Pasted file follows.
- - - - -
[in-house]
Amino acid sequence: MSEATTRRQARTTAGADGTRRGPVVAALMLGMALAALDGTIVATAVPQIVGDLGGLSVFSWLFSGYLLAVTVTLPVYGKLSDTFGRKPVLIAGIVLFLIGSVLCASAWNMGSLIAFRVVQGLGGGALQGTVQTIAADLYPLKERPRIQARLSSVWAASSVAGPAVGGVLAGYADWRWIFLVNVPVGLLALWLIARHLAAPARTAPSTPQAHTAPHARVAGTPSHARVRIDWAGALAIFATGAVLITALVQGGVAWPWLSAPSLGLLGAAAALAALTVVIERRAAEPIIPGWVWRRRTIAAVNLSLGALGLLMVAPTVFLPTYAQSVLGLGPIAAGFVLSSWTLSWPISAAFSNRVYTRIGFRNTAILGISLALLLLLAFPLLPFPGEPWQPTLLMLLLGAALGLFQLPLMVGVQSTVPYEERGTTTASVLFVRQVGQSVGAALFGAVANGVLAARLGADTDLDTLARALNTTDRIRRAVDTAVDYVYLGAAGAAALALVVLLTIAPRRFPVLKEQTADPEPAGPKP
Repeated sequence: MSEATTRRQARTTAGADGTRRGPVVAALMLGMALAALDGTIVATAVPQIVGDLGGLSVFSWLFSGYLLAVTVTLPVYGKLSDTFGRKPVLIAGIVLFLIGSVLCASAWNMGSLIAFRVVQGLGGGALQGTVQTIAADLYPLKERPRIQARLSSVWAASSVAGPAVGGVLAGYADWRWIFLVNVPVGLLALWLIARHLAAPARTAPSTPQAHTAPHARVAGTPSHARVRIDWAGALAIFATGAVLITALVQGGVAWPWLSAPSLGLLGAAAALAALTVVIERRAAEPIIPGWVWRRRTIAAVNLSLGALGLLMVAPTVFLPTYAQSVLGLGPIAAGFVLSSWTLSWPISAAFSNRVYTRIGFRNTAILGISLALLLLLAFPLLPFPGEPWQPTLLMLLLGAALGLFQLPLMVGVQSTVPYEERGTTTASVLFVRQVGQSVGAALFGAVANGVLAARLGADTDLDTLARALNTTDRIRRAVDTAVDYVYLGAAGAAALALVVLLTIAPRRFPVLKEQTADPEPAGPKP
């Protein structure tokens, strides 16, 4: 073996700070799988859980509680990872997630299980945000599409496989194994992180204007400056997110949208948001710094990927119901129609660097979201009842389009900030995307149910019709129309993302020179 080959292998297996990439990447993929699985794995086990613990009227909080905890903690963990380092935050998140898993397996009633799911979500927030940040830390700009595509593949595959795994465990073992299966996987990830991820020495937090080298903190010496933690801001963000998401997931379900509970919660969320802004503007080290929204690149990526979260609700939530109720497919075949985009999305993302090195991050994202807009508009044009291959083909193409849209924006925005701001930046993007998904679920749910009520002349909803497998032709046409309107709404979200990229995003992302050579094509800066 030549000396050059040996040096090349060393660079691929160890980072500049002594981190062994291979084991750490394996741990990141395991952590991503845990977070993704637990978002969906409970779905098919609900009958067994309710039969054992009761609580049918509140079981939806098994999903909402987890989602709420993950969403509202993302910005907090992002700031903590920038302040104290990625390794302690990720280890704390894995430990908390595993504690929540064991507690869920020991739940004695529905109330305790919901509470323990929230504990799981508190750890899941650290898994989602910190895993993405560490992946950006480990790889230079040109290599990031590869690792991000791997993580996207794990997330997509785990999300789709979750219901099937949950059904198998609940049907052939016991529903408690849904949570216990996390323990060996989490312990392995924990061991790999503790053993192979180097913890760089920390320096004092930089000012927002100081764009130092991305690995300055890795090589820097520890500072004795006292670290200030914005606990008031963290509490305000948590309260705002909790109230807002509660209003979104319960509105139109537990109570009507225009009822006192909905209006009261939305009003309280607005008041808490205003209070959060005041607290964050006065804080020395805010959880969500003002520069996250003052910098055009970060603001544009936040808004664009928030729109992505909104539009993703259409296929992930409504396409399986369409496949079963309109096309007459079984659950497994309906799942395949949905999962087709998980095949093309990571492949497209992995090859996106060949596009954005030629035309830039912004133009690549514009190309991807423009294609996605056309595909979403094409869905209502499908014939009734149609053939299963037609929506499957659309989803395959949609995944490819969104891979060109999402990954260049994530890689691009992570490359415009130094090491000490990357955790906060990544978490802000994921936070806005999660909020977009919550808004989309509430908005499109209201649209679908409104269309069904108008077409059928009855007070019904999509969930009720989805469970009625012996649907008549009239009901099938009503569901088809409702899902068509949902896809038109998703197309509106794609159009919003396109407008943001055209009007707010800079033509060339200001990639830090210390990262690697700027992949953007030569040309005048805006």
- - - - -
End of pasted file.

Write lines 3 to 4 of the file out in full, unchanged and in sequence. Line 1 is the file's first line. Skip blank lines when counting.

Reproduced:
Repeated sequence: MSEATTRRQARTTAGADGTRRGPVVAALMLGMALAALDGTIVATAVPQIVGDLGGLSVFSWLFSGYLLAVTVTLPVYGKLSDTFGRKPVLIAGIVLFLIGSVLCASAWNMGSLIAFRVVQGLGGGALQGTVQTIAADLYPLKERPRIQARLSSVWAASSVAGPAVGGVLAGYADWRWIFLVNVPVGLLALWLIARHLAAPARTAPSTPQAHTAPHARVAGTPSHARVRIDWAGALAIFATGAVLITALVQGGVAWPWLSAPSLGLLGAAAALAALTVVIERRAAEPIIPGWVWRRRTIAAVNLSLGALGLLMVAPTVFLPTYAQSVLGLGPIAAGFVLSSWTLSWPISAAFSNRVYTRIGFRNTAILGISLALLLLLAFPLLPFPGEPWQPTLLMLLLGAALGLFQLPLMVGVQSTVPYEERGTTTASVLFVRQVGQSVGAALFGAVANGVLAARLGADTDLDTLARALNTTDRIRRAVDTAVDYVYLGAAGAAALALVVLLTIAPRRFPVLKEQTADPEPAGPKP
């Protein structure tokens, strides 16, 4: 073996700070799988859980509680990872997630299980945000599409496989194994992180204007400056997110949208948001710094990927119901129609660097979201009842389009900030995307149910019709129309993302020179 080959292998297996990439990447993929699985794995086990613990009227909080905890903690963990380092935050998140898993397996009633799911979500927030940040830390700009595509593949595959795994465990073992299966996987990830991820020495937090080298903190010496933690801001963000998401997931379900509970919660969320802004503007080290929204690149990526979260609700939530109720497919075949985009999305993302090195991050994202807009508009044009291959083909193409849209924006925005701001930046993007998904679920749910009520002349909803497998032709046409309107709404979200990229995003992302050579094509800066 030549000396050059040996040096090349060393660079691929160890980072500049002594981190062994291979084991750490394996741990990141395991952590991503845990977070993704637990978002969906409970779905098919609900009958067994309710039969054992009761609580049918509140079981939806098994999903909402987890989602709420993950969403509202993302910005907090992002700031903590920038302040104290990625390794302690990720280890704390894995430990908390595993504690929540064991507690869920020991739940004695529905109330305790919901509470323990929230504990799981508190750890899941650290898994989602910190895993993405560490992946950006480990790889230079040109290599990031590869690792991000791997993580996207794990997330997509785990999300789709979750219901099937949950059904198998609940049907052939016991529903408690849904949570216990996390323990060996989490312990392995924990061991790999503790053993192979180097913890760089920390320096004092930089000012927002100081764009130092991305690995300055890795090589820097520890500072004795006292670290200030914005606990008031963290509490305000948590309260705002909790109230807002509660209003979104319960509105139109537990109570009507225009009822006192909905209006009261939305009003309280607005008041808490205003209070959060005041607290964050006065804080020395805010959880969500003002520069996250003052910098055009970060603001544009936040808004664009928030729109992505909104539009993703259409296929992930409504396409399986369409496949079963309109096309007459079984659950497994309906799942395949949905999962087709998980095949093309990571492949497209992995090859996106060949596009954005030629035309830039912004133009690549514009190309991807423009294609996605056309595909979403094409869905209502499908014939009734149609053939299963037609929506499957659309989803395959949609995944490819969104891979060109999402990954260049994530890689691009992570490359415009130094090491000490990357955790906060990544978490802000994921936070806005999660909020977009919550808004989309509430908005499109209201649209679908409104269309069904108008077409059928009855007070019904999509969930009720989805469970009625012996649907008549009239009901099938009503569901088809409702899902068509949902896809038109998703197309509106794609159009919003396109407008943001055209009007707010800079033509060339200001990639830090210390990262690697700027992949953007030569040309005048805006």